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As the major fast-food and coffee chains roll out mobile apps to great effect, independent outlets are also getting in on the action.
US food and coffee chains like Tim Hortons, Dunn Bros, Dunkin’ Donuts have all launched mobile apps in recent months. McDonalds is looking at adding a pre-order features to theirs and few can deny the success of Starbucks’ mobile payment app which now accounts for 16% of the company’s transactions.
Now, independent, artisan quick service companies are beginning to see the opportunity in mobile. The likes of Canadian coffee roasters Balzac’s are proving you can stay local and boutique, and give customers even better service, with mobile.
Last month the company launched its own app which is simple to use and eliminates the need for customers to carry cash or search their bags for loyalty or credit cards to swipe.
“We are excited to be providing our customers with a more convenient payment method than ever before, combining payment and loyalty into a single smartphone app transaction” says Balzac’s owner Diana Olsen. “This app will reduce line-ups, and provide a more seamless interaction with our customers which in turn allows us to focus our efforts on the product and preparation.”
With so many of its customers using their smartphones to shop online, read news and browse social media, the move seemed natural.
“Our customers are smartphone users and looking for an alternative to cash and plastic cards,” said the company’s director of operations Steve Janzen.
So how can smaller quick-serve businesses (without the resource to develop their own apps) join the mobile payments trend?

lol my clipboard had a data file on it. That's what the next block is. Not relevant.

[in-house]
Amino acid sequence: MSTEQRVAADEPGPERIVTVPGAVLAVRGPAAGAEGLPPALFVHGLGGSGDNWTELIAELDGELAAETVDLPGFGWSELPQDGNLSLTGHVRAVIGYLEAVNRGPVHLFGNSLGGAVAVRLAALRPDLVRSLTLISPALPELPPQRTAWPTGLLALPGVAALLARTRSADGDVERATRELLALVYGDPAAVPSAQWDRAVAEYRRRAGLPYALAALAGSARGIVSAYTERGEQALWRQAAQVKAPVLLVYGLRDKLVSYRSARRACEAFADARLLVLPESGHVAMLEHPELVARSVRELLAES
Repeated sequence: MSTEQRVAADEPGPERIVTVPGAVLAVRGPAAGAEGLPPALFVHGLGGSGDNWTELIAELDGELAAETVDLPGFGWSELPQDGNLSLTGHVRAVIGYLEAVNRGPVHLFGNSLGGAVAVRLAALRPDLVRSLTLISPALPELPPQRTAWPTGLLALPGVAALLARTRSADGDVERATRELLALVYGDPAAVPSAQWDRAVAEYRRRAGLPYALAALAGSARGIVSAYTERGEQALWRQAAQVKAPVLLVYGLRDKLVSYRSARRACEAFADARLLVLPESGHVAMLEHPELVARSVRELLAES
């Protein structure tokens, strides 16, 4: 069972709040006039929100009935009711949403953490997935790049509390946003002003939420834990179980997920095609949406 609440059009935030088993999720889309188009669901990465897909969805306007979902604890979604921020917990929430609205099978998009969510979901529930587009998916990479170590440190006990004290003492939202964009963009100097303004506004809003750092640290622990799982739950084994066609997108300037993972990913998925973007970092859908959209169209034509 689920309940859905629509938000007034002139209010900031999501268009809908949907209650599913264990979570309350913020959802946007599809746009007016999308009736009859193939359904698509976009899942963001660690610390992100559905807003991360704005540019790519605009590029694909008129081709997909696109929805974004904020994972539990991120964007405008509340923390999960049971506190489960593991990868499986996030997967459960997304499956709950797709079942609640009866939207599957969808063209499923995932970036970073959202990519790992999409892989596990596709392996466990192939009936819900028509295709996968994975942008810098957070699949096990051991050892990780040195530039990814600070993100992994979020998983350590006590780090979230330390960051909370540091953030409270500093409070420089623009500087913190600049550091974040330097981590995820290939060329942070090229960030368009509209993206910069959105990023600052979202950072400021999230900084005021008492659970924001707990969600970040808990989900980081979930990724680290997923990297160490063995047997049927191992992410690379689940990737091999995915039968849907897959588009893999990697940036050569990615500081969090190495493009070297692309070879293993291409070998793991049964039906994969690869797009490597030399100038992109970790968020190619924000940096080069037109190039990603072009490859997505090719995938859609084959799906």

Sydney’s Sonoma chain, best known for its sourdough bread and quality coffee, was one of the first locations in Australia to enable PayPal payments in store. Any customer with the PayPal app can find the store on the apps local map and make payment with a swipe of a finger.
“In the early days of our stores we just used some very basic cash register systems,” said founder Andrew Cannole. “Now we can offer a faster, more efficient service. Customers can find us, they can check in and pay using their phones.”
Merchants don’t need to develop their own app, just make sure their POS system is compatible with PayPal.
“It’s very seamless,” added Andrew, “It’s a win-win for us and the customer.”
Smartphone penetration in Australia is among the highest in the world and rising. According to Deloitte’s Media Consumer Survey 2014, more than 80% of Australians own a smartphone. That’s an increase of 21% over the previous three years and among all age groups. Some 57% consider their smartphone their ‘go-to’ device.
The opportunity presented by mobile, especially for accepting payments, is huge.